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USA TODAY Network
Published 7:06 AM EDT Apr 13, 2020
With Cuban neighborhoods in Hialeah emptied due to COVID-19 lockdown, crowds turned to socialize over coffee at the pick-up service windows in South Florida known as “ventanitas” – forcing the city to ban the gatherings.
An hour north in Lauderdale Lakes, the city with Florida’s highest concentration of black residents is bracing for an uptick in cases, with many of its sick already at higher-risk due to underlying issues like diabetes and hypertension.
On the state’s Gulf coast, officials in the retirement community of Punta Gorda started ordering emergency supplies immediately after the first positive tests in Florida, knowing its elderly could be in jeopardy.
As coronavirus spreads across the nation, Hispanics, African-Americans and seniors are falling sick and dying in disproportionate numbers. The stakes are high in Florida, where one in five is aged over 65, and pockets of state are deeply rooted with Cubans, Haitians and other minorities.
Florida was also one of the states late to issue stay-at-home orders. With the numbers exploding in recent weeks – and nearly 17,000 cases confirmed as of early Friday – officials are scrambling to protect their vulnerable populations and convince them of the risk the virus poses.
“It’s a culture thing … a lot of folks here are just not taking it seriously,” Hialeah City Councilman Jesus Tundidor said. “When we regulate and enforce some of these policies, that’s when we’ll see a change.”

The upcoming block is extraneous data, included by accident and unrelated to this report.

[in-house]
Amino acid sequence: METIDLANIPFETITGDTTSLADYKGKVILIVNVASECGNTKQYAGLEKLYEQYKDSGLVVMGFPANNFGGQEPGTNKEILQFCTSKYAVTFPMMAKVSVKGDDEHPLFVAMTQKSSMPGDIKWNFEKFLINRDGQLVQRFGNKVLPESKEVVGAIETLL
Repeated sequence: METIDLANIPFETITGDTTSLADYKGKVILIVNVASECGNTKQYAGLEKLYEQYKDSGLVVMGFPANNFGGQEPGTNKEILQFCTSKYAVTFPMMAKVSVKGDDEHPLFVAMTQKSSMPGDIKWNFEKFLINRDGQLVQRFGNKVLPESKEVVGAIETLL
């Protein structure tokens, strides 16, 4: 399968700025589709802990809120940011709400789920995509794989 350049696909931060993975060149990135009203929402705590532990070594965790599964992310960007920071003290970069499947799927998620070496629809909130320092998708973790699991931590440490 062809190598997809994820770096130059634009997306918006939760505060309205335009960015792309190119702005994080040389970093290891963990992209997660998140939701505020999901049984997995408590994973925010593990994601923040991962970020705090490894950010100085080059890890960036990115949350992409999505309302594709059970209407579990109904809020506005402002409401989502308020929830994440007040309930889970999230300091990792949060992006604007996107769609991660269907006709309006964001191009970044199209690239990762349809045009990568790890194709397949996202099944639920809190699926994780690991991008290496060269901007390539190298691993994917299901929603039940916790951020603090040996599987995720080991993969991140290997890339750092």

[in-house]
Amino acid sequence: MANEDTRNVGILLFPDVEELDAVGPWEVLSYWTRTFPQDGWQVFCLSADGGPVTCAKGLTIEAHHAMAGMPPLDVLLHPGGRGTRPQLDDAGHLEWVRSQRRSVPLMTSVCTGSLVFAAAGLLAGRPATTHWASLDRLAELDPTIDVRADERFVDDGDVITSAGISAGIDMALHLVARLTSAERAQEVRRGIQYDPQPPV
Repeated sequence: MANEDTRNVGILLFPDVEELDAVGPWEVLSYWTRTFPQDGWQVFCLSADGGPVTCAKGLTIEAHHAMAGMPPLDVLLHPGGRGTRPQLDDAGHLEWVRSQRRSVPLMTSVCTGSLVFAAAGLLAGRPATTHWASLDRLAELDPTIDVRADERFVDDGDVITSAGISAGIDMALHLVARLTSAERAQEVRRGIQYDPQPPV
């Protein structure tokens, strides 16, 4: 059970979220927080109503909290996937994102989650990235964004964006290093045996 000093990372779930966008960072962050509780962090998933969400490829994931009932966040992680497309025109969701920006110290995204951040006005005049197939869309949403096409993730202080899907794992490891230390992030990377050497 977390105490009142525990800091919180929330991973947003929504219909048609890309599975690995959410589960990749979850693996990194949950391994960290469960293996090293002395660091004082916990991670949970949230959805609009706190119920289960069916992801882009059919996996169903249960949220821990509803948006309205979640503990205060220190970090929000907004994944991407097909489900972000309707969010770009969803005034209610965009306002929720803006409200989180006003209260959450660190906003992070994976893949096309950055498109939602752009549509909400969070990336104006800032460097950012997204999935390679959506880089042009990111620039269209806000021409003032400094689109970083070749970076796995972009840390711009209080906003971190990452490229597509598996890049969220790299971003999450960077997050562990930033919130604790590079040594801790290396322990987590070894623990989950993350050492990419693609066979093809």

Hialeah has one of the highest concentrations of Hispanics in the country. The population of nearly 240,000 makes it the second largest city in Miami-Dade County, where more than a third of the state’s COVID-19 cases have originated.
Coupled with its large elderly community – many of whom are confined to public housing – city leaders say the demographics leave Hialeah especially susceptible to an outbreak.
As of early Friday, Hialeah’s 700 confirmed cases were the third-most among all Florida cities, more than areas with much larger populations, like Tampa, Orlando and Jacksonville.
In response, the city suspended senior activities, set new protocols for public housing to limit visitors and implemented a 10 p.m. curfew, while closing gyms, dining establishments and movie theaters.
But dozens still congregated at restaurants and cafeterias as they waited for takeout. Others socialized at walk-up “ventanitas” with their “cafecito” – Cuban espresso.
Understanding the cultural tendencies, Hialeah councilmembers have pushed for their mayor to take a more vigilant approach, pressing him for three weeks to close city hall. The city has a strong mayor who serves as the chief executive, and Tundidor said the mayor has mostly deferred to Gov. Ron DeSantis, who issued stay-at-home orders April 1 after weeks of criticism.
Hialeah Mayor Carlos Hernandez did not return calls and emails seeking comment.
“You have this demographic that’s highly susceptible, and they’re all living in very confined areas very close together,” Councilman Paul Hernandez said.
Hialeah officials also had to scramble after Florida’s online unemployment system crashed, leading the city to issue printed unemployment applications at the library. But the event drew hundreds, as throngs waited together in lines that wrapped around the street. Councilmembers called it a health disaster.
With the crowds getting out of hand, the city finally banned socializing at its popular coffee windows on Thursday and ordered face masks to be worn in public.